Return to Title Page for Liberty, Order, and Justice: An Introduction to the Constitutional Principles of American Government
The Online Library of Liberty
A project of Liberty Fund, Inc.
Search this Title:
Obligations of the States to the National Government - James McClellan, Liberty, Order, and Justice: An Introduction to the Constitutional Principles of American Government 
Liberty, Order, and Justice: An Introduction to the Constitutional Principles of American Government (3rd ed.) (Indianapolis: Liberty Fund, 2000).
About Liberty Fund:
Liberty Fund, Inc. is a private, educational foundation established to encourage the study of the ideal of a society of free and responsible individuals.
The copyright to this edition, in both print and electronic forms, is held by Liberty Fund, Inc.
Fair use statement:
This material is put online to further the educational goals of Liberty Fund, Inc. Unless otherwise stated in the Copyright Information section above, this material may be used freely for educational and academic purposes. It may not be used in any way for profit.
Obligations of the States to the National Government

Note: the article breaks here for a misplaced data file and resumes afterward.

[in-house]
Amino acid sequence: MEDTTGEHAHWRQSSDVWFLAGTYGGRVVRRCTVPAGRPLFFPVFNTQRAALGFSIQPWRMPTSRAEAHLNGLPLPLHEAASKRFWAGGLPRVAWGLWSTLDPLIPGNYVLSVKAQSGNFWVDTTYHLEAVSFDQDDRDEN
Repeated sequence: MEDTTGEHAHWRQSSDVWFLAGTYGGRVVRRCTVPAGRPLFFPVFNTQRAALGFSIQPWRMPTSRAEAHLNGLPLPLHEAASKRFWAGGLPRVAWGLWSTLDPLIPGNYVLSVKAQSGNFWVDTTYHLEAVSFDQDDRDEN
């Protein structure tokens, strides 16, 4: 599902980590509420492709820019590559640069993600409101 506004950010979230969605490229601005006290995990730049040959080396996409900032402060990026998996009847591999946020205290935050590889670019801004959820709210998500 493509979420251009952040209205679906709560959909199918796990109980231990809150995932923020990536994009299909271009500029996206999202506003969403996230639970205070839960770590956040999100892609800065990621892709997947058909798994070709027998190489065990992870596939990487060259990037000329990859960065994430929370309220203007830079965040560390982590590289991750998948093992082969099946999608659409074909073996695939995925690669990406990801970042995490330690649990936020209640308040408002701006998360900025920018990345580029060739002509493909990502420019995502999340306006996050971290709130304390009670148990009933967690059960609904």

The States’ obligations to the national government are found in a number of constitutional provisions. Under Article I, Section 4, the States are obliged to hold elections for Senators and Representatives, and to prescribe the time, places, and manner for such elections. Congress can alter such regulations, however, except as to the places of choosing Senators. Article II, Section 1, which confers the executive power, requires the States to participate in the election of the President. The States are required to select presidential electors, but are free to choose them in any manner the State legislature sees fit. In the early history of the United States, electors were sometimes elected by the legislatures, by the voters in certain districts, by the voters in the entire State, or by a combination of these methods. Today, however, all presidential electors are elected by the voters on a statewide ticket. These electors cast their ballots in the States; the ballots are then transmitted to Congress, where they are counted.